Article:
Madam tree death wide viewIf you’re a regular reader of this blog – and really why would you not be? – you know that recently the trees next to my house were demolished as they gear up to start construction.

As my job involves either talking with clients on the phone or chewing the end of my pen writing such excellent missives as this, I need peace and quiet.

As it happens, I have stupidly good hearing and I think this makes me strangely sensitive to sound. But possibly not in the way you might imagine: I don’t listen to music very much as I like the sounds of the environment around me.

Until recently that was bird song and the cry of eagles – ok, so the cry of red kite, but that’s not quite as romantic an image, so work with me here – I’d hear the rain in the trees and also the incredibly annoying shriek of the squirrels.

Incidentally, if you’ve never heard an Indian squirrel, might I strongly recommend you take a moment to digest what it’s like. This little video clip doesn’t do justice to volume from such a tiny creature.

Only today, I had incredible difficulty talking to a client over the persistent car alarm shriek of the 6 inch squirrel next to my window. Small they may be, screamingly loud they most definitely are.

Anyway, wildlife sounds were mostly what abounded here at Rethink Central. Perhaps the occasional fighter jet going over to the military airport or the trample of teenagers running up and down the stairs – sounds I might add of equal loudness to each other.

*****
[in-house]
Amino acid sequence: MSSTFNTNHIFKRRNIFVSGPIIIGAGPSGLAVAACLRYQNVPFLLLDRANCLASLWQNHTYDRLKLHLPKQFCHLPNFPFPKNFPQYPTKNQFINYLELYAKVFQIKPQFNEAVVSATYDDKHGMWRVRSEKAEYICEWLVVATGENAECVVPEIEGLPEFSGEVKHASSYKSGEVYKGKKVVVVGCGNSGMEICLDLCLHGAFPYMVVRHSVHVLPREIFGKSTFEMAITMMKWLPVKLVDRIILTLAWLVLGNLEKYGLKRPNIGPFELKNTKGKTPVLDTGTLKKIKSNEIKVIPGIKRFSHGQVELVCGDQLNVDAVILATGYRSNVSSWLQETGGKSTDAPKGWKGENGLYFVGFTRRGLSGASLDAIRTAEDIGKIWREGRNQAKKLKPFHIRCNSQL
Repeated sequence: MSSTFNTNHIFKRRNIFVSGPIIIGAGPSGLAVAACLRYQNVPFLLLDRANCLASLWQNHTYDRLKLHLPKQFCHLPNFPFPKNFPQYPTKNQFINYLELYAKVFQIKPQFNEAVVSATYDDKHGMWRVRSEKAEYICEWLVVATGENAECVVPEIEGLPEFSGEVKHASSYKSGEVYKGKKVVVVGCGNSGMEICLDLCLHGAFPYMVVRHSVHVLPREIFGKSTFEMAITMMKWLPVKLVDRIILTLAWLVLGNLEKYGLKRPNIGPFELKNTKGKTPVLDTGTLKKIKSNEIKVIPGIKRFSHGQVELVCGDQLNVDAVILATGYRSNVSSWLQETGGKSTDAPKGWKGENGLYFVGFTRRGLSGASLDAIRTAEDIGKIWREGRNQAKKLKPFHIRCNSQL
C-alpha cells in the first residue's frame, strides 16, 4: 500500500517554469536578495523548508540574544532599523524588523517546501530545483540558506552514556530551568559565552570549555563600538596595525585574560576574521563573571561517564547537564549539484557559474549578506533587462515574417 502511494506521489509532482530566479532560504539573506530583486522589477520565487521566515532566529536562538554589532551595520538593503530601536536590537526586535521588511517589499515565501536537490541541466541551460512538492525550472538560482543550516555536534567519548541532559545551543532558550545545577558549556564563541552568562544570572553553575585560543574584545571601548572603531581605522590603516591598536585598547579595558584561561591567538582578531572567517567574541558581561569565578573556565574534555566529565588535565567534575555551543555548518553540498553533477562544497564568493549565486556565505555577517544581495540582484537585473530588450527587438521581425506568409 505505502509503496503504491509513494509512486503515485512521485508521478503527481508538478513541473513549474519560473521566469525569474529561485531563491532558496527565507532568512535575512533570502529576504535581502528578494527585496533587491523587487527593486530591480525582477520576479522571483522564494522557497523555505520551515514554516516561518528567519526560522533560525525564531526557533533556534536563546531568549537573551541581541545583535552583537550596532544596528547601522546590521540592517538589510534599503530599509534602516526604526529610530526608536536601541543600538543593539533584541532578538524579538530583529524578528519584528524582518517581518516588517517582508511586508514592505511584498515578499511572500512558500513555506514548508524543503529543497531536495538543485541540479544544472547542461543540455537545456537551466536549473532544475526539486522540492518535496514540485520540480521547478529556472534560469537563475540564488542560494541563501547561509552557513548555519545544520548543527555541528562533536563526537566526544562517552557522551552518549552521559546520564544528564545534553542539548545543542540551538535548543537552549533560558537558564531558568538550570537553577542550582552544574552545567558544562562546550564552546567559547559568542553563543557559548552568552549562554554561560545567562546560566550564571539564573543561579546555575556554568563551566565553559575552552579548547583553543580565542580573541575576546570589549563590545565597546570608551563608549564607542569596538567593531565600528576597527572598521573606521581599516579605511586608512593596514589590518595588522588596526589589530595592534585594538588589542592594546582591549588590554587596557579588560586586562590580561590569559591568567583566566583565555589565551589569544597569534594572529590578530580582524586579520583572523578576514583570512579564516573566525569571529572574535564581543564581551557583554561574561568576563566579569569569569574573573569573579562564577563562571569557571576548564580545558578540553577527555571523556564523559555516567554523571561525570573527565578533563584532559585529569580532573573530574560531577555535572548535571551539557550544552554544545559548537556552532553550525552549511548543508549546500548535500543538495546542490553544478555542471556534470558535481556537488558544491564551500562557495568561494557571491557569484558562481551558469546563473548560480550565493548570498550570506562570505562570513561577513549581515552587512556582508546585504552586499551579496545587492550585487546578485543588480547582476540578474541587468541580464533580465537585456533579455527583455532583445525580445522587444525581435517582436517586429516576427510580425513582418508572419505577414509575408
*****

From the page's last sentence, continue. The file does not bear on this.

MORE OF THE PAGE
And of course there was a definite regular background of crows. You can never get away from crows in this country. And of an evening you’d get the sounds of wild dog packs roaming the streets and recently there’s been the nightly drumming from the nearby tempe for Lord Ganesha’s birthday. India is not exactly quiet at the best of times.

But even with all that going on, I couldn’t really hear too much traffic – perhaps the occasional school bus in the mornings, beeping as it went up the quiet lane to the main road.

However, now that we’re in a post trees next door world, I can not only hear more traffic from the nearby road, and the sound of the other nearby building sites – but I’m treated to the continual background hum from the main road, something I’d never heard a peep from before.

For an aurally sensitive sort such as myself – this is not such a fun thing. Again of course, this is all part of why I must move.

I was going to talk about that this week – but it’s all still so upsetting, that I found even beginning this post was tricky. Which is why I’m a bit later than usual, do forgive me.

Next week, next week I’ll talk about where I’m going to move to and how it’s all going to work in a post-tree world.

Well you know, in my personal post tree world. Patently, there are trees everywhere still. Just not the ones I loved quite so much.

And please don’t think I’m completely prostrate by this whole thing – it’s sad, but one soldiers on.

I’ve been consoling myself by doing all the baking for our next cake book. Nothing like a great deal of cake to make you feel a bit better about life, eh?


This somewhat rambling post is one of a series dealing with the building work that’s started next door. Why not find out what I’m actually on about by checking those out here:

Bulldozers in paradise
Limply staring out the window
The birds didn’t know where to roost

And do please let me know your thoughts in the comments below. Does sound particularly affect you, or can you sail through it? Am I being particularly limp? Thoughts in the comments please